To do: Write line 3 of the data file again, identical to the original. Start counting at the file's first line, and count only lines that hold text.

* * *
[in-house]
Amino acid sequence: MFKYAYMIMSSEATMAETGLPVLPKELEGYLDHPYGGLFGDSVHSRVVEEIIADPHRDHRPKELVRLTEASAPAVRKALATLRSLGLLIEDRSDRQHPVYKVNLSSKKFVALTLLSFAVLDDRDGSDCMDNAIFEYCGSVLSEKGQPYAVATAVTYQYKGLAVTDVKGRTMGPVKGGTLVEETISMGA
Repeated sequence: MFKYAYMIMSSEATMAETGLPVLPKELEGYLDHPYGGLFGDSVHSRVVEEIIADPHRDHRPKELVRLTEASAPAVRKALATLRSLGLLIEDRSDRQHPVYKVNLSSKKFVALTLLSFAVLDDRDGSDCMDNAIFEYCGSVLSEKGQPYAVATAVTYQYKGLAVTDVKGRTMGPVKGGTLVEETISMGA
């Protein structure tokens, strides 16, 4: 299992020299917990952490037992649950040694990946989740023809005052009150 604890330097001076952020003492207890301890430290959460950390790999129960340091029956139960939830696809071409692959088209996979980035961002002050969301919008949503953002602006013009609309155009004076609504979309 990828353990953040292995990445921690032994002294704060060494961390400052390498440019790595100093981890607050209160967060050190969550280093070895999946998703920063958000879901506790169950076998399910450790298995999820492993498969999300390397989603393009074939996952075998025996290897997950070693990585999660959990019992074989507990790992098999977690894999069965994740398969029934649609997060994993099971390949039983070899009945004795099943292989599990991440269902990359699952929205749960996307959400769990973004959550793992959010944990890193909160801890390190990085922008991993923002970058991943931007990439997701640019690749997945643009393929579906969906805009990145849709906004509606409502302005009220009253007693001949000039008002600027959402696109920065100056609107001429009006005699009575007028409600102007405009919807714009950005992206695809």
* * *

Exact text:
Repeated sequence: MFKYAYMIMSSEATMAETGLPVLPKELEGYLDHPYGGLFGDSVHSRVVEEIIADPHRDHRPKELVRLTEASAPAVRKALATLRSLGLLIEDRSDRQHPVYKVNLSSKKFVALTLLSFAVLDDRDGSDCMDNAIFEYCGSVLSEKGQPYAVATAVTYQYKGLAVTDVKGRTMGPVKGGTLVEETISMGA